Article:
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Smart machines could cost tech industry millions of IT jobs

J.D. Sartain | Jan. 3, 2014
End-of-year reports from Gartner suggest that, over the next five years, smart machines could replace human workers in a plethora of industries, from manufacturing to warehousing to transportation. Is it a 'futuristic fantasy,' as a majority of CEOs tell the analyst firm, or a harsh reality?

Lost Jobs, Yes, But Also Better Opportunities
In a similar report, Forrester analysts Christopher Mines and Michele Pelino note that smart computing using "sensors, networks and analytics software to connect physical objects and infrastructure to computing systems will provide unprecedented visibility and control of the status, location and activities of products, assets and infrastructures."

These so-called "connected world solutions" can link physical assets to analytics and control systems over the Internet, they continue, allowing firms to make decisions "based on comprehensive and real-time understanding of situations."

Yes, smart machines have evolved beyond basic automation into HAL 9000-like, self-learning systems that can function much like the human brain when programmed to do so. Artificial intelligence and cognitive systems have progressed to such sophisticated levels. Many highly specialized professions will soon succumb to these technologies, leaving humans out of the equation, with job loss figures in these specialized areas over the next decade nothing short of astronomical.

According to Susan Etlinger, an industry analyst with the Altimeter Group, there have always been shifts in the perceptions of new technologies such as these. Some sectors are and will be more affected by smart machines than others. "We originally assumed that the most affected industries would be mining and farming, not the media and computer industries," she says.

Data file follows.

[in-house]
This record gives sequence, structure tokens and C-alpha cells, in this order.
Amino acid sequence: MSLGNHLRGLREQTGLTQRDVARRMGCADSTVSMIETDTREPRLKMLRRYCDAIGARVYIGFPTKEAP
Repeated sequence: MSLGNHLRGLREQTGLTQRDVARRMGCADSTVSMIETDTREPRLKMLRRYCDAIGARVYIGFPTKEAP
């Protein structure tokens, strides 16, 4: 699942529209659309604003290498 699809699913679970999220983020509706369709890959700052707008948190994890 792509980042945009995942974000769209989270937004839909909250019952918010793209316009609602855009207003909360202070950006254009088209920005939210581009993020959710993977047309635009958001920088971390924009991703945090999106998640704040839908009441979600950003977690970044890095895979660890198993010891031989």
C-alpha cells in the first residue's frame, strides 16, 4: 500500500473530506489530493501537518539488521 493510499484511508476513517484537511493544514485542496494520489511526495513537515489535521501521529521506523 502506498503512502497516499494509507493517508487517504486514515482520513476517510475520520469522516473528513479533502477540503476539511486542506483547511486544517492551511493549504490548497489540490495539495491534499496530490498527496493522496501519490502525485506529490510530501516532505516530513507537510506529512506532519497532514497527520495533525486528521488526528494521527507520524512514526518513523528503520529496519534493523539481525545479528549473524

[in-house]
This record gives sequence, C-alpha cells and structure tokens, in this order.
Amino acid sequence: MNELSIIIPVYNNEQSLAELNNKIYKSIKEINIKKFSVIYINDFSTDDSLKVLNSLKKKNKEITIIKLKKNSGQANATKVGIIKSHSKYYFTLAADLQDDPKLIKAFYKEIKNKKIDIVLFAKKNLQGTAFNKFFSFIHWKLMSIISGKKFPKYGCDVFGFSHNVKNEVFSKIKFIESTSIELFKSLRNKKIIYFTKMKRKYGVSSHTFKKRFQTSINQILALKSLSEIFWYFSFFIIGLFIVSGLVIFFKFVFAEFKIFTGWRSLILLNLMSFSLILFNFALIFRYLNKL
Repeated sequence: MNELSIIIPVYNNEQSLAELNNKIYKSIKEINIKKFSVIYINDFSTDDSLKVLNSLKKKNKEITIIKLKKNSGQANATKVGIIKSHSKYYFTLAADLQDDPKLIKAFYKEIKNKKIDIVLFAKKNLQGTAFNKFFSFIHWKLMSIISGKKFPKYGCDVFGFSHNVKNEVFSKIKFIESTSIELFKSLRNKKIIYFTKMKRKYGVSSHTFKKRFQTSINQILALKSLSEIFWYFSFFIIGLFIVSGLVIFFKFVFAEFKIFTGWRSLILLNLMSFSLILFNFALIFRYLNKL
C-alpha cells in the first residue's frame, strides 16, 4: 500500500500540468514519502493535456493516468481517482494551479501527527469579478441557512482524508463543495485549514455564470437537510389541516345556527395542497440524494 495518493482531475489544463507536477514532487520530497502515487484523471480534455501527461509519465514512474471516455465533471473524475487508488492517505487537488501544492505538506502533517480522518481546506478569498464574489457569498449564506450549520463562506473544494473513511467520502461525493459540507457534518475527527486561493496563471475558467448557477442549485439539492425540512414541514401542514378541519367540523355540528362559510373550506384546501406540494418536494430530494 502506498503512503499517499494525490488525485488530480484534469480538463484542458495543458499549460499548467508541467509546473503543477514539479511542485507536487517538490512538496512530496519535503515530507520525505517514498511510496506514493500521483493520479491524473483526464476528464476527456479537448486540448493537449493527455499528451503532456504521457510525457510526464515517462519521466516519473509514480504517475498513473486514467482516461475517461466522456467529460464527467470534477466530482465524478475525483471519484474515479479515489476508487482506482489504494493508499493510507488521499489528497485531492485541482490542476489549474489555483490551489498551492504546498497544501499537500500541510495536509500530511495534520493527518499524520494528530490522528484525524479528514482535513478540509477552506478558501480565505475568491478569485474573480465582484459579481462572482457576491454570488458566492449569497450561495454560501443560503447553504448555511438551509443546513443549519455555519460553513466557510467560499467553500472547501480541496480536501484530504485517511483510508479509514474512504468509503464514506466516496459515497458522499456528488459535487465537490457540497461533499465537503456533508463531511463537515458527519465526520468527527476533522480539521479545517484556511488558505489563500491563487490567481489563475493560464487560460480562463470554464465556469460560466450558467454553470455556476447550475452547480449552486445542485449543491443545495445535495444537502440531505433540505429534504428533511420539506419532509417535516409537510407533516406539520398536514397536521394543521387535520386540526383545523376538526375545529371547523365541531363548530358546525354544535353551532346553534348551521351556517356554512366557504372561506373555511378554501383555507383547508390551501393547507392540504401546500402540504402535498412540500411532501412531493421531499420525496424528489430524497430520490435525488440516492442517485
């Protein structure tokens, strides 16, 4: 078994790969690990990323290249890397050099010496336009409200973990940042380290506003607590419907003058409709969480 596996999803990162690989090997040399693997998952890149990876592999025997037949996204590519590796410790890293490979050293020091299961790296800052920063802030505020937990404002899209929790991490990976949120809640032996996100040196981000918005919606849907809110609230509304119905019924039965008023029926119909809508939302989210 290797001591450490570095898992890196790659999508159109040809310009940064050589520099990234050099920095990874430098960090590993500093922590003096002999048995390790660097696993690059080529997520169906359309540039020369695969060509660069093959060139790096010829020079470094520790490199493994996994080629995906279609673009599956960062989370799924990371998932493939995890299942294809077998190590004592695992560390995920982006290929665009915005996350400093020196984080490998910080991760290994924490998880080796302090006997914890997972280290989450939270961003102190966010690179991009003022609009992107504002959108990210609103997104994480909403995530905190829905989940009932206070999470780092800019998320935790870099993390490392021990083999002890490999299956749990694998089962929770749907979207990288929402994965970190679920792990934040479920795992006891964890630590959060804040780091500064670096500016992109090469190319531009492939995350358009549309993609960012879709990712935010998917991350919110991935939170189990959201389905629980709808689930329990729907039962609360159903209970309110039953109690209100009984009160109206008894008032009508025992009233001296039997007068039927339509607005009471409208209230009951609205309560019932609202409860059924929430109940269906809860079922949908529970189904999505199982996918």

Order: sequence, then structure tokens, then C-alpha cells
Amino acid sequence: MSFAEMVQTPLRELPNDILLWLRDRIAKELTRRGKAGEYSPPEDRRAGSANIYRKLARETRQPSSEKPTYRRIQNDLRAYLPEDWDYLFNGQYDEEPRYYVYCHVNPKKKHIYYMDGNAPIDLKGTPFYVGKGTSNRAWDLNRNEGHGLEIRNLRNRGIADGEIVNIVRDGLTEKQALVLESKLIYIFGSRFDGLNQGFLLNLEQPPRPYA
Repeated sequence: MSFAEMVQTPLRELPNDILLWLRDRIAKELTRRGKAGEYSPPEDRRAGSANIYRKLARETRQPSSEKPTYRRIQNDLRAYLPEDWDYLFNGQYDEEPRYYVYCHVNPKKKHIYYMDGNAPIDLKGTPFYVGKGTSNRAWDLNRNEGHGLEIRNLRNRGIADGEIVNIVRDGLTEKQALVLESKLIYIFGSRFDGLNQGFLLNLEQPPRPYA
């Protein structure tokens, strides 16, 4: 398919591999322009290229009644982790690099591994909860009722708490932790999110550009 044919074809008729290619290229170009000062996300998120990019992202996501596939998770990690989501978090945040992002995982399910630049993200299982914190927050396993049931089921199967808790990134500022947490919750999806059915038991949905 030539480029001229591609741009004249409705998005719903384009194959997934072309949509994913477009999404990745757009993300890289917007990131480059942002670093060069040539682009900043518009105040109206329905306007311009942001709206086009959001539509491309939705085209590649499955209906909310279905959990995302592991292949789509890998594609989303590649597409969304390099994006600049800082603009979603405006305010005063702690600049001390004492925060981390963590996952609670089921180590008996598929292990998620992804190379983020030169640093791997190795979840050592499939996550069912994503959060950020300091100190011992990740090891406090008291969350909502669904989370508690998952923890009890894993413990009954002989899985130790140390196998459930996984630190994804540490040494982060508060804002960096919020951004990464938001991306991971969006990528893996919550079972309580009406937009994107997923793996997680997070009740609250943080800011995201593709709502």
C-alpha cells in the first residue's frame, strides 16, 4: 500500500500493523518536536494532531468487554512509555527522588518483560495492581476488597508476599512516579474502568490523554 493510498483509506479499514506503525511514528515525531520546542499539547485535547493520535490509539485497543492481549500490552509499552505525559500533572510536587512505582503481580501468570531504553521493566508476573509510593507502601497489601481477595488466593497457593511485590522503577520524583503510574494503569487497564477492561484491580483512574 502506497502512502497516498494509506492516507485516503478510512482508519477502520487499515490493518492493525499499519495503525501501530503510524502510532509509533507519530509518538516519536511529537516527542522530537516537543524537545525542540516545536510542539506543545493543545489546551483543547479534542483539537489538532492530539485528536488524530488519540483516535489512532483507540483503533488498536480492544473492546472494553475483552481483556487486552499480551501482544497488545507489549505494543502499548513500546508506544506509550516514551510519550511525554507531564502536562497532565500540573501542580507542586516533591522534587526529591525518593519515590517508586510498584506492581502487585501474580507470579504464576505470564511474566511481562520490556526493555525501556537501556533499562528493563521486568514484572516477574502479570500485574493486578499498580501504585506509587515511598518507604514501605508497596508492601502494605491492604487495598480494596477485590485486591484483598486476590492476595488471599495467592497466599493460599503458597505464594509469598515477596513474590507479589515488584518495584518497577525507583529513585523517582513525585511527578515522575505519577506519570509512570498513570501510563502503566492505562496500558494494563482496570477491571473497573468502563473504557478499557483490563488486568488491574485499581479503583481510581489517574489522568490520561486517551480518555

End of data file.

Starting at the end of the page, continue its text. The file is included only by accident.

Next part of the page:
But for every negative study that screams, "Lost jobs," another study replies, "Better opportunities," Etlinger says. "We've become a more technology- and data-dependent economy with businesses and households full of smart machines that can do everything from regulating lights and thermostats to preparing meals and cleaning house."

People will have to accept the reality that science is continuing to advance — and that every step forward carries with it a corresponding ethical dilemma. "Technology is advancing much more quickly than our ability to build in safeguards," Etlinger says. "Therefore, we must educate ourselves about these technologies, so we can manage them responsibly."

According to Harris-Ferrante, transformation is key and remains critically significant across all sectors. Many industries will face intense challenges in 2014 and beyond, leaving no choices — except to radically change their established business models in order to keep pace with the competition and the ever-progressing environment.

 

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